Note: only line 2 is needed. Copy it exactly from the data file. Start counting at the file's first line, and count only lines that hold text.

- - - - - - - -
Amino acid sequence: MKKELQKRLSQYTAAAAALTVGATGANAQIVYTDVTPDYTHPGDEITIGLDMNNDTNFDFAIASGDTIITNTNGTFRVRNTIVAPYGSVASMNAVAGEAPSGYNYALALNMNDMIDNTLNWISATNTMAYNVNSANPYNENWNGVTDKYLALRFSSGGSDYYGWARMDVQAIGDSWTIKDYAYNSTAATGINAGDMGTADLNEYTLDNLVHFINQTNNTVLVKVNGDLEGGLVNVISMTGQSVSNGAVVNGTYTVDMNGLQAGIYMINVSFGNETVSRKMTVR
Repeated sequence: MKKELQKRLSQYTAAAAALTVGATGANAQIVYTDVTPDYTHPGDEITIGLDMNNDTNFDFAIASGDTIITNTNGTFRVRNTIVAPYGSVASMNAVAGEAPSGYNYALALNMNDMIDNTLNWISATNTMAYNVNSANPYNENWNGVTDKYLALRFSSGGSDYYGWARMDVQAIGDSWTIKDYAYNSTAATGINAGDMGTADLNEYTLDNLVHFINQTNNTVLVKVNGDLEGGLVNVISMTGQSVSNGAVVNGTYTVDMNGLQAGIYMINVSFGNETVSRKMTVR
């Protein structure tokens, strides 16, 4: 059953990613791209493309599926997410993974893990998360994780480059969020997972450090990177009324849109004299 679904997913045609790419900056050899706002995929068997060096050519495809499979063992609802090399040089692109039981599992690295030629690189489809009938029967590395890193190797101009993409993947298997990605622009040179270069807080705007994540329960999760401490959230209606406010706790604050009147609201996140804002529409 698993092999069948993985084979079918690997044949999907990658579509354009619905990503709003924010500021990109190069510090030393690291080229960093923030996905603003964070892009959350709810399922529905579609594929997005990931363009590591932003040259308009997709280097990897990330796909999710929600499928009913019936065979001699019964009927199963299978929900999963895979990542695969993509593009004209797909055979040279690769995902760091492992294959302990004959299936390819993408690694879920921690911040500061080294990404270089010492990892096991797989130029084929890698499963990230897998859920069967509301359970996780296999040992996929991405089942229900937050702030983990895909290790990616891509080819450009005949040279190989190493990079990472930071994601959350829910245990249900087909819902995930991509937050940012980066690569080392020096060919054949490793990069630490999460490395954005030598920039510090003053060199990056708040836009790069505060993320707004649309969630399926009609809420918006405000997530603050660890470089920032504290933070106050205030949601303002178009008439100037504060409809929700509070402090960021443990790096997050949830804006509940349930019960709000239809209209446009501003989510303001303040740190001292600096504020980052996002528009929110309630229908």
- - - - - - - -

Repeated sequence: MKKELQKRLSQYTAAAAALTVGATGANAQIVYTDVTPDYTHPGDEITIGLDMNNDTNFDFAIASGDTIITNTNGTFRVRNTIVAPYGSVASMNAVAGEAPSGYNYALALNMNDMIDNTLNWISATNTMAYNVNSANPYNENWNGVTDKYLALRFSSGGSDYYGWARMDVQAIGDSWTIKDYAYNSTAATGINAGDMGTADLNEYTLDNLVHFINQTNNTVLVKVNGDLEGGLVNVISMTGQSVSNGAVVNGTYTVDMNGLQAGIYMINVSFGNETVSRKMTVR